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COVID-19: E.African countries told to ring-fence crucial exports

East African Community (EAC) member states have been urged to continue ring-fencing crucial export sectors from lockdown measures because the pandemic is far from over.

This advice is contained in a research report produced by the United Nations Economic Commission for Africa (UNECA), in partnership with TradeMark East Africa (TMEA) and African Economic Research Consortium (AERC) that was launched last week.

Titled; "Waving or Drowning? The Impact of the COVID-19 pandemic on East African Trade”, the report notes that whereas EAC economies have so far been resilient against the effects of the COVID-19 pandemic, they are “not out of the woods”.

This is because of the pandemic’s rapidly evolving nature and its spillover effects, which may still present a significant threat to trade and commerce within the region over the coming years.

Speaking during the launch of the report last week, TMEA chief executive officer Frank Matsaert alluded that the pandemic is going to be around for some time, thus the need to draw lessons and support countries to fully recover.

Matsaert explained that the report provides a good starting point for governments, private sector and other stakeholders to think about how to respond to the pandemic and its impact on trade, in the medium and longer-term, adding that evidence-based interventions are crucial for robust policymaking and programmatic responses.

Stable exports

According to the report, EAC exports have recovered to pre-crisis levels, despite the earlier sharp decline posted in April 2020, with most EAC member states’ exports surpassing their 2019 levels by the third quarter of the year. This came after governments eased lockdown restrictions and a broader global trade recovery started to take place.

The intra-EAC trade exhibited greater resilience than the extra-EAC trade, owing to greater diversification of intra-regional trade, according to director general of customs and trade at the East African Community secretariat Kenneth Bagamuhunda.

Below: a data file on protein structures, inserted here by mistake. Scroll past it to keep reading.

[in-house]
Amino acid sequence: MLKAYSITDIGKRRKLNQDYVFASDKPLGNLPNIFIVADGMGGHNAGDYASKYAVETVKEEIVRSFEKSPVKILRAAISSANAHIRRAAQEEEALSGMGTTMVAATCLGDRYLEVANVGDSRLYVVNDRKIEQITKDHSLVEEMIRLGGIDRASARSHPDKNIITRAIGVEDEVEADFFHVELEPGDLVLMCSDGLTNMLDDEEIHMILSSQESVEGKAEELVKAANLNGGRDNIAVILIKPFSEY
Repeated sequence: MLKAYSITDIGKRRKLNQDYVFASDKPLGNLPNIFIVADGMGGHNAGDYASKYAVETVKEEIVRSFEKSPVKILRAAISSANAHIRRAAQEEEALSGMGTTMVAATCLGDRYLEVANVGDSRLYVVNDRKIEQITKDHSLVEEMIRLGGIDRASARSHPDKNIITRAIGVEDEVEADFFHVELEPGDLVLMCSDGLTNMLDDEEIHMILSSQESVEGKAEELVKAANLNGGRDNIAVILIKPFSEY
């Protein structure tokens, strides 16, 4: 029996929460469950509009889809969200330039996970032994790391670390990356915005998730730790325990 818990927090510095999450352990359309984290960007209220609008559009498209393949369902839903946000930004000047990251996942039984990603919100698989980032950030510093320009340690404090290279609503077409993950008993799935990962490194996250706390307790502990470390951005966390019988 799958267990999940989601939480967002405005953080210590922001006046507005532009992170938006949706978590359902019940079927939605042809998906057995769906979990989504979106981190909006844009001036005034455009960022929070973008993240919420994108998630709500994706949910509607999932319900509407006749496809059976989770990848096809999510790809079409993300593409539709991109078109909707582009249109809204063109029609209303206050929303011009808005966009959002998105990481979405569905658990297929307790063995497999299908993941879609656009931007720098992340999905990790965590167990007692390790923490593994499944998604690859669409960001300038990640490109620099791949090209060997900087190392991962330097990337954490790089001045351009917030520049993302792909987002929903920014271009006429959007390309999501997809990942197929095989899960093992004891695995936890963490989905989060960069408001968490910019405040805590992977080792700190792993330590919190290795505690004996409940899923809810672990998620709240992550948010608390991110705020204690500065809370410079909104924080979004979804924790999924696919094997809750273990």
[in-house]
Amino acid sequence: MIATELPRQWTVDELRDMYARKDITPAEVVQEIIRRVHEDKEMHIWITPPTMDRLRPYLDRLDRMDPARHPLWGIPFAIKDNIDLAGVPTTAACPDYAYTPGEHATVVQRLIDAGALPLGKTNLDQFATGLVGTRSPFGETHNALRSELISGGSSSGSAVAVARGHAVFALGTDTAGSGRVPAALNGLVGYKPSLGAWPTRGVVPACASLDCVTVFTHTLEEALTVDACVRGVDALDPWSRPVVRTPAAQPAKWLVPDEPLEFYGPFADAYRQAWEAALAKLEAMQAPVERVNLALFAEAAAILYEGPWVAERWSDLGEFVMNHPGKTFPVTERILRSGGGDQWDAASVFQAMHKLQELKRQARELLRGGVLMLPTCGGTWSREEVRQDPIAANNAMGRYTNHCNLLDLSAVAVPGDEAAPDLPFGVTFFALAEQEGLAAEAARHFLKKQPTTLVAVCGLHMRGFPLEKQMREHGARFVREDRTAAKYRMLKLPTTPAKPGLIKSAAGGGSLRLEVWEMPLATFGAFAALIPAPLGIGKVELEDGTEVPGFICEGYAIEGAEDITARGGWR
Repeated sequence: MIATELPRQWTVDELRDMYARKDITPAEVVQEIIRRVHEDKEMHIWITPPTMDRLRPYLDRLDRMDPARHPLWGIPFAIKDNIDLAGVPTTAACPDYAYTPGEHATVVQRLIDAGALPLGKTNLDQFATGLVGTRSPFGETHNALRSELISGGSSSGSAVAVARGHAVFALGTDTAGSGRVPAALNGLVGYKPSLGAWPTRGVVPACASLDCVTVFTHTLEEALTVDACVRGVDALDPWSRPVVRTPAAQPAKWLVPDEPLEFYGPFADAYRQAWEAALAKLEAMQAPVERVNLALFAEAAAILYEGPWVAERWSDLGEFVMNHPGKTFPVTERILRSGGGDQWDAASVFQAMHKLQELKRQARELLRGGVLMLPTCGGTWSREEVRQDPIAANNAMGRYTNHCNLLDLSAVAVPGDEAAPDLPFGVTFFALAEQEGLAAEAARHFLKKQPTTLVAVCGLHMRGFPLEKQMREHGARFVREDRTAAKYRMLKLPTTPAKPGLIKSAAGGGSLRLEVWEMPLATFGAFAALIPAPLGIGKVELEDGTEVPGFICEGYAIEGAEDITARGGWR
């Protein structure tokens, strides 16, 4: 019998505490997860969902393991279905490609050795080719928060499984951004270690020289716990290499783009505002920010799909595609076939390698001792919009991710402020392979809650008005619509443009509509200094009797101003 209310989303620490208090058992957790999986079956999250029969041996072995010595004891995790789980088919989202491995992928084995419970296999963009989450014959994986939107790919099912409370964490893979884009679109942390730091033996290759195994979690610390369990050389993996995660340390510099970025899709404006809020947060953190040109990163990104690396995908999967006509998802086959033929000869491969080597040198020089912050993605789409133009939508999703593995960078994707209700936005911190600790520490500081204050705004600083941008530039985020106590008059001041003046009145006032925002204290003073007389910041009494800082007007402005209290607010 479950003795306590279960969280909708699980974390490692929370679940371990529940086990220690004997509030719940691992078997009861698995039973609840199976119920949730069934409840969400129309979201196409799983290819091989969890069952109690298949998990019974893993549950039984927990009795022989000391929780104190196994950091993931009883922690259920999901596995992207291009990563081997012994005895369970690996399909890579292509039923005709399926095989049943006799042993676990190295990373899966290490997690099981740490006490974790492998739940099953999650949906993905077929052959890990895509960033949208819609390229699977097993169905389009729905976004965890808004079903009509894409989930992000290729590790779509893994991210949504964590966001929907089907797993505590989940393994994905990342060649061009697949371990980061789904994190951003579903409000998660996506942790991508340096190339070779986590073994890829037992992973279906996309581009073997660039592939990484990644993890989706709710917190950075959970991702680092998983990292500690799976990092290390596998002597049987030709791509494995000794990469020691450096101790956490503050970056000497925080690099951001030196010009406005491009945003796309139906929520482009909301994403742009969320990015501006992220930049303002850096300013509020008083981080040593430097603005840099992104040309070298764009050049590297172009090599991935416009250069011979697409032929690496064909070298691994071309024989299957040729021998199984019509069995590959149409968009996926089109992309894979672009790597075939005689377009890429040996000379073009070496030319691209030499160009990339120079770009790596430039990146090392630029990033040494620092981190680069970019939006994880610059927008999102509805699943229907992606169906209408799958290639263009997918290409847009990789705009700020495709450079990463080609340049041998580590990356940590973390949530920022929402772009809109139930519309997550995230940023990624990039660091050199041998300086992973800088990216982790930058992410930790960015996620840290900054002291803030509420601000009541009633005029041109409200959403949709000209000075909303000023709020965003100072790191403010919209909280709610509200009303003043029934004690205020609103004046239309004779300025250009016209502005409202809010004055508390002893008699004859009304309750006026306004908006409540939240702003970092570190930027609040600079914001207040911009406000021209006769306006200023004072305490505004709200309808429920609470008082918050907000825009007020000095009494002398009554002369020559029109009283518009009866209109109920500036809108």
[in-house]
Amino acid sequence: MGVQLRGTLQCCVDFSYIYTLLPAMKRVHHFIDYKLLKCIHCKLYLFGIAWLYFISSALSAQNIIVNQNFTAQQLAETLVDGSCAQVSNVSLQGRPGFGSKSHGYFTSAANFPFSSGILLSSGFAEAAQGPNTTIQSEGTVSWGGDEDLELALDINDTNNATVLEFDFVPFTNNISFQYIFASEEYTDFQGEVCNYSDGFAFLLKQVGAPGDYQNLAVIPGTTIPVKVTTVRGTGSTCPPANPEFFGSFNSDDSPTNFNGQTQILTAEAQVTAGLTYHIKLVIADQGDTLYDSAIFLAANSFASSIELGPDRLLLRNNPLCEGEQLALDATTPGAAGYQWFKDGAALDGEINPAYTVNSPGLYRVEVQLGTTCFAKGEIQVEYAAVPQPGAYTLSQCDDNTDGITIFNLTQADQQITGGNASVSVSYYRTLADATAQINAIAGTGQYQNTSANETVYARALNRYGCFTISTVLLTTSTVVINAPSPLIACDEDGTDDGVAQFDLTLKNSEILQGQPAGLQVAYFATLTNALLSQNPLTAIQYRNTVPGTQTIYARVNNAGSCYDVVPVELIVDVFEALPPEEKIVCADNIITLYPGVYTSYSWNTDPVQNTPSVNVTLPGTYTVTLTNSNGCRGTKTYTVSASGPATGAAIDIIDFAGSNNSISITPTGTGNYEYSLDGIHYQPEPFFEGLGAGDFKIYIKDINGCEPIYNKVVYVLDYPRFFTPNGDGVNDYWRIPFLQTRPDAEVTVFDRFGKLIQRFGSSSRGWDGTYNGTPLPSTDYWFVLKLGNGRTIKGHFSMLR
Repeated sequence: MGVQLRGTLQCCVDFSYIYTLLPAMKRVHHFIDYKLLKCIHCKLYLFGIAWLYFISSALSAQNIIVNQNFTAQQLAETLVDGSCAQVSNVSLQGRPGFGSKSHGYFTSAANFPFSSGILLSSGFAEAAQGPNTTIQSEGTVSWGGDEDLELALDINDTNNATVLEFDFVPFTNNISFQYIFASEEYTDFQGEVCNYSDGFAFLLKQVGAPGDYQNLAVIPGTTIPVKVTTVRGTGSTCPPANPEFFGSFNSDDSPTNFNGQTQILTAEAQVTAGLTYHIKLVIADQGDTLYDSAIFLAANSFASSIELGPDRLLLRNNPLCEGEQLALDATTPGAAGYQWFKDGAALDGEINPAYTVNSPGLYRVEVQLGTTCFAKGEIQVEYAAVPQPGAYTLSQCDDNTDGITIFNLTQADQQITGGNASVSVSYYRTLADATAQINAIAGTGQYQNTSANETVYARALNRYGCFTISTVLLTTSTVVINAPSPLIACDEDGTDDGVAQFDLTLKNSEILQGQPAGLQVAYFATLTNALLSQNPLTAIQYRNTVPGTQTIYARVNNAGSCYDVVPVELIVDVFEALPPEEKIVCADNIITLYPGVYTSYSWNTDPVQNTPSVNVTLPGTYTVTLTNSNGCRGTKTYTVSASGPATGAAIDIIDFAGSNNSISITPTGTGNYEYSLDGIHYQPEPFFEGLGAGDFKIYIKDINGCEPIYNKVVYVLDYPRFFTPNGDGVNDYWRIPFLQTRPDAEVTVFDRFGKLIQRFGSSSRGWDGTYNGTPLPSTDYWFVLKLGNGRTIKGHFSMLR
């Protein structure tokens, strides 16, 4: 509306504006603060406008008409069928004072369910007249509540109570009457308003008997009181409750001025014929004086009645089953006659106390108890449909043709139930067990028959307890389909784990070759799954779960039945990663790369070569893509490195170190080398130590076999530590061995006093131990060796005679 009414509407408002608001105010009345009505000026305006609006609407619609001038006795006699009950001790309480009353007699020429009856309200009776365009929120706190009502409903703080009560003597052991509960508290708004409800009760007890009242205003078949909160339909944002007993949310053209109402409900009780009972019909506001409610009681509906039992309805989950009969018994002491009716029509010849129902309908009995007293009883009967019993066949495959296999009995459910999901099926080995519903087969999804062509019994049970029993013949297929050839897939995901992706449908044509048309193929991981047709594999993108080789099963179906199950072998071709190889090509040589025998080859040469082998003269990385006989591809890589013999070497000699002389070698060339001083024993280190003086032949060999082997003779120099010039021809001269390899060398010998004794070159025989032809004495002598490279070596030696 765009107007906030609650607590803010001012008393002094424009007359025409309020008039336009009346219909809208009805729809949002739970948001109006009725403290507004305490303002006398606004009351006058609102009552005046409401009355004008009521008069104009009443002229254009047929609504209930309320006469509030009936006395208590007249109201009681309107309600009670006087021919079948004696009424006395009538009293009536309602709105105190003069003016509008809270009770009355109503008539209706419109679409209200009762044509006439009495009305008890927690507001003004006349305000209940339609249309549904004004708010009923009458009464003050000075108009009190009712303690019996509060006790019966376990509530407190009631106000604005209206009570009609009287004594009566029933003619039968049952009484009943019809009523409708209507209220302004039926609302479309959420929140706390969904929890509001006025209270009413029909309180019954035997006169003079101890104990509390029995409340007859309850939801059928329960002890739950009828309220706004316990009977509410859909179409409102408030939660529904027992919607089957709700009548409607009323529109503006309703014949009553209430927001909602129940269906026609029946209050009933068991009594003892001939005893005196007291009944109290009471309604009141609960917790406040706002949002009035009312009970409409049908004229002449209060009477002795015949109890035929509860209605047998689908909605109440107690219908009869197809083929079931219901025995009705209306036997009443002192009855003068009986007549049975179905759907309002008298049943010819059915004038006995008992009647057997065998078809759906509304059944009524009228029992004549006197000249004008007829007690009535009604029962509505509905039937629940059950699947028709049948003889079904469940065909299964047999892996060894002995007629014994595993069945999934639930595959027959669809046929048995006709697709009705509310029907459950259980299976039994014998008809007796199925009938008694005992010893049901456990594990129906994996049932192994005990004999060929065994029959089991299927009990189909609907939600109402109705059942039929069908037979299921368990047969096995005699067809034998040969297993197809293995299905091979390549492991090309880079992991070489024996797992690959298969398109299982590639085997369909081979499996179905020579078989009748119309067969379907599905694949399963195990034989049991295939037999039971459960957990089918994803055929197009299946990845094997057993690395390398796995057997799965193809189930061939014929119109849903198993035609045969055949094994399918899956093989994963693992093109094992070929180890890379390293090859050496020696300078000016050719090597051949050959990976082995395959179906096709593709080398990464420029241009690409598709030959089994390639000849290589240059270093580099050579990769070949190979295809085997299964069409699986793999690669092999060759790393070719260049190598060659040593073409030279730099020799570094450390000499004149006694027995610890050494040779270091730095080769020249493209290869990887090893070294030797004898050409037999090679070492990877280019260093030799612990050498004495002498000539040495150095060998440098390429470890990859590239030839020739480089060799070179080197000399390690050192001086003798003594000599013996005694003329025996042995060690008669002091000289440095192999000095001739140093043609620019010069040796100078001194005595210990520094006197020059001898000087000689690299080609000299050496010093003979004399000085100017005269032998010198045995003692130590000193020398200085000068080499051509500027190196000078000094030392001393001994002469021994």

To maintain export resilience and growth, Bagamuhunda said the secretariat has drafted a forward-looking economic recovery plan that will address that.

The report said that the relative resilience of intra-regional trade attests to the importance of strengthening regional value chains (RVCs), particularly as the region moves into the implementation stage of the African Continental Free Trade Area (AfCFTA).

The United Nations Economic Commission for Africa, Sub-Regional Office of Eastern Africa director Mama Keita urged Eastern African countries to adequately prepare to take full advantage of the AfCFTA, and appealed to countries that are yet to ratify the agreement to do so to create the much-needed big market. She also urged the private sector to ready themselves to harness the opportunities to be presented.

Sharp contraction and collapse were registered especially in the accommodation and food services sub-sectors. An online survey carried out at the peak of the pandemic last year by the East African Business Council (EABC) shows that tourism suffered an average reduction in cash flows of 92%, logistics 75%, retail 63%, real estate 60%, financial 50%, construction 40%, ICT and event management 40%, manufacturing 36%, consultancy 24% while pharmaceuticals suffered 0% reduction in cash flows.